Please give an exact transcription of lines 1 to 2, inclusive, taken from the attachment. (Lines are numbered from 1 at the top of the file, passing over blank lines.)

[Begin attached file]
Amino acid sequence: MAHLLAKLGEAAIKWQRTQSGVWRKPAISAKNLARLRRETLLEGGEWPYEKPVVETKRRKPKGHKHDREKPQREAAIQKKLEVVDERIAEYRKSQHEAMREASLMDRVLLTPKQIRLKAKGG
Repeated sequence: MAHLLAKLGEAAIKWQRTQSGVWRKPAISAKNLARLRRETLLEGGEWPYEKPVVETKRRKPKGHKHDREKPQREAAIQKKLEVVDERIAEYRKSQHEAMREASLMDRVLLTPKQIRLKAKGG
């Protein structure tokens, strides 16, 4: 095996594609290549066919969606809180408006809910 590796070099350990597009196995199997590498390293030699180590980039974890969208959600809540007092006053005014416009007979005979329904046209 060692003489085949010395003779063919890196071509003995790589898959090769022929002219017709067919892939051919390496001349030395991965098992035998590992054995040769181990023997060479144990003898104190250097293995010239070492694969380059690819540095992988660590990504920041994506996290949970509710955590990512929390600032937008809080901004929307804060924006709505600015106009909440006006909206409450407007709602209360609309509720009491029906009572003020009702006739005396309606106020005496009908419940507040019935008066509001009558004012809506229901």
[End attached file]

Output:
Amino acid sequence: MAHLLAKLGEAAIKWQRTQSGVWRKPAISAKNLARLRRETLLEGGEWPYEKPVVETKRRKPKGHKHDREKPQREAAIQKKLEVVDERIAEYRKSQHEAMREASLMDRVLLTPKQIRLKAKGG
Repeated sequence: MAHLLAKLGEAAIKWQRTQSGVWRKPAISAKNLARLRRETLLEGGEWPYEKPVVETKRRKPKGHKHDREKPQREAAIQKKLEVVDERIAEYRKSQHEAMREASLMDRVLLTPKQIRLKAKGG